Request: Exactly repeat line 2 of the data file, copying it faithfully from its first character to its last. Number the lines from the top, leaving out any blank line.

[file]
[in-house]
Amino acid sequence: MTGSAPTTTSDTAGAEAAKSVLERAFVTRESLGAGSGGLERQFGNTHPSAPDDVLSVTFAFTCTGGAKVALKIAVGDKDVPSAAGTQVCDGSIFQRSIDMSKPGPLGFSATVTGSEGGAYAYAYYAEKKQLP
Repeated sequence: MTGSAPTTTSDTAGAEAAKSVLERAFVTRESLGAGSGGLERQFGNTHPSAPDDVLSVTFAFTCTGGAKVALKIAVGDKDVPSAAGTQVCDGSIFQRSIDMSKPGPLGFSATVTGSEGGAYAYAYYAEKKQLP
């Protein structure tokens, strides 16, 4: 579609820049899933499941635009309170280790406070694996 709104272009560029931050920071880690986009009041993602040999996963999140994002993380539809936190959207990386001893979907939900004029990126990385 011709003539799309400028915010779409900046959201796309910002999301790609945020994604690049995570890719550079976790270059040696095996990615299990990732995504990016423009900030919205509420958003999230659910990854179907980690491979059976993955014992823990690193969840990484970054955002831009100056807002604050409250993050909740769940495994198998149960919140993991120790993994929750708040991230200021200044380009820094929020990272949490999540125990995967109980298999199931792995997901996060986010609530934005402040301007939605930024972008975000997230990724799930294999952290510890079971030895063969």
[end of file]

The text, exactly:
Amino acid sequence: MTGSAPTTTSDTAGAEAAKSVLERAFVTRESLGAGSGGLERQFGNTHPSAPDDVLSVTFAFTCTGGAKVALKIAVGDKDVPSAAGTQVCDGSIFQRSIDMSKPGPLGFSATVTGSEGGAYAYAYYAEKKQLP